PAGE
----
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[Bug 19050] New: Microdata: Language handling

From: <bugzilla@jessica.w3.org>
Date: Tue, 25 Sep 2012 22:00:24 +0000
To: public-html@w3.org
Message-ID: <bug-19050-2495@http.www.w3.org/Bugs/Public/>
https://www.w3.org/Bugs/Public/show_bug.cgi?id=19050

           Summary: Microdata: Language handling
           Product: HTML WG
           Version: unspecified
          Platform: PC
        OS/Version: All
            Status: NEW
          Severity: normal
          Priority: P2
         Component: HTML5 spec
        AssignedTo: dave.null@w3.org
        ReportedBy: contributor@whatwg.org
         QAContact: public-html-bugzilla@w3.org
                CC: ian@hixie.ch, hsivonen@iki.fi, mike@w3.org,
                    public-html-wg-issue-tracking@w3.org,
                    public-html@w3.org, philipj@opera.com,
                    cmhjones@gmail.com


This was was cloned from bug 14470 as part of operation LATER convergence.
Originally filed: 2011-10-14 19:21:00 +0000
Original reporter: Jeni Tennison <jeni@jenitennison.com>

================================================================================
 #0   Jeni Tennison                                   2011-10-14 19:21:01 +0000 
--------------------------------------------------------------------------------
It is not clear how microdata handles languages. Language is not mentioned as
part of the microdata data model [1]. It is not exposed within microdata JSON
[2]. It is not used in the algorithm for creating vCard [3] or iCalendar [4],
where it should be used to provide a value for the LANGUAGE property [5][6].

There is a list of examples of multi-lingual content on the web at [7]. Another
example is the EUR-LEX site where information about items of European
legislation is available in multiple languages [8] or on legislation.gov.uk
where Welsh and English titles for the same item of legislation are listed
together [9].

Microdata will be unusable for multi-lingual content if it doesn't preserve the
language of textual values. The spec should make it clear whether language
should be preserved by consumers, ignored, or if this is implementation
dependent. Regardless, the vCard and iCalendar conversions in the spec should
take account of language.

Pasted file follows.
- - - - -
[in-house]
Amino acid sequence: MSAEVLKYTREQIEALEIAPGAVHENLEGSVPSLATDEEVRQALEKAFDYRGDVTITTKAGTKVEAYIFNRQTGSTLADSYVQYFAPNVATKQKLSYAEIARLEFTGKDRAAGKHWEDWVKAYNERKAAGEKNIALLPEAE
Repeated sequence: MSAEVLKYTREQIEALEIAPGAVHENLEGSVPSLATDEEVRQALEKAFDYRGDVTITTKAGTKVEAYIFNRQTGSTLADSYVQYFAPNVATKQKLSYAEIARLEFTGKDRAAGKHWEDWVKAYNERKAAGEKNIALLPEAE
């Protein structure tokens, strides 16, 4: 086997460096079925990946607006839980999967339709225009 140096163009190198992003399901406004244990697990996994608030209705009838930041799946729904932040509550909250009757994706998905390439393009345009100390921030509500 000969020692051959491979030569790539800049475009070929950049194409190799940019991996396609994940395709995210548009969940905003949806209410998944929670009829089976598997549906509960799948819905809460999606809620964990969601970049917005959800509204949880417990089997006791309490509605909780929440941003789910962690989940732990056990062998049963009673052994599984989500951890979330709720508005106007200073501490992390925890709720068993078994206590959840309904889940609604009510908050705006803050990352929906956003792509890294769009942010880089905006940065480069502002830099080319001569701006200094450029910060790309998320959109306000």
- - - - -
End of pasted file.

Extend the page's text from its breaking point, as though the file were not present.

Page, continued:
[1]
http://www.whatwg.org/specs/web-apps/current-work/multipage/microdata.html#the-microdata-model
[2]
http://www.whatwg.org/specs/web-apps/current-work/multipage/microdata.html#json
[3]
http://www.whatwg.org/specs/web-apps/current-work/multipage/microdata.html#conversion-to-vcard
[4]
http://www.whatwg.org/specs/web-apps/current-work/multipage/microdata.html#conversion-to-icalendar
[5] http://tools.ietf.org/html/rfc6350#section-5.1
[6] http://tools.ietf.org/html/rfc5545#section-3.2.10
[7] http://microformats.org/wiki/multilingual-examples
[8]
http://eur-lex.europa.eu/LexUriServ/LexUriServ.do?uri=CELEX:31994Y0702(01):FR:NOT
[9] http://www.legislation.gov.uk/wsi
================================================================================
 #1   Ian 'Hixie' Hickson                             2011-10-18 22:41:06 +0000 
--------------------------------------------------------------------------------
It's entirely up to the vocabulary to specify a property to carry the language.
Microdata is just a group of name-value pairs.
================================================================================
 #2   Jeni Tennison                                   2011-10-19 15:27:16 +0000 
--------------------------------------------------------------------------------
(In reply to comment #1)
> It's entirely up to the vocabulary to specify a property to carry the language.
> Microdata is just a group of name-value pairs.

Your (now dropped) mapping of microdata to RDF [1] did take into account
language from the element when generating RDF (step 6.1.4.). Does that mean
that it is OK for a consumer to take language into account when processing
microdata, despite it not being part of the microdata data model, or was that
an error in that mapping?

Having some text in the spec that clarifies the interaction of microdata and
HTML language would be really useful to avoid publisher and consumer confusion.

[1]
http://www.w3.org/TR/2011/WD-microdata-20110525/#generate-the-triples-for-an-item
================================================================================
 #3   Ian 'Hixie' Hickson                             2011-10-25 02:58:01 +0000 
--------------------------------------------------------------------------------
The RDF mapping was not a microdata to RDF mapping, it was an HTML to RDF
mapping, and so it did much more than just expose the microdata model. It was
also, IMHO, a rather misguided idea.

I don't understand what is unclear here. It seems crystal clear that the
microdata model doesn't have language, just like it doesn't list prices for
each property, or data types, or the phase of the moon when the property was
set: if it had anything to do with a language, it would be mentioned, and it is
not.
================================================================================
 #4   Jeni Tennison                                   2011-10-26 09:00:40 +0000 
--------------------------------------------------------------------------------
The issue is that the natural/obvious method of getting information about the
language of a property value is for an application to use the lang DOM property
of the relevant property element. Without a clear indication that doing so is
non-conformant, the assumption will be that the HTML language can be used by
applications that interpret microdata and map to other formats because even
though it's not part of the microdata data model, language is information that
is accessible from the DOM.

It is also not clear to microdata vocabulary creators that they must provide
properties/types to indicate the language of a property's value if they want to
capture that information. Illustrating the use of other languages in one of the
example vocabularies would be one way of making this clearer.
================================================================================
 #5   Henri Sivonen                                   2011-10-27 08:52:47 +0000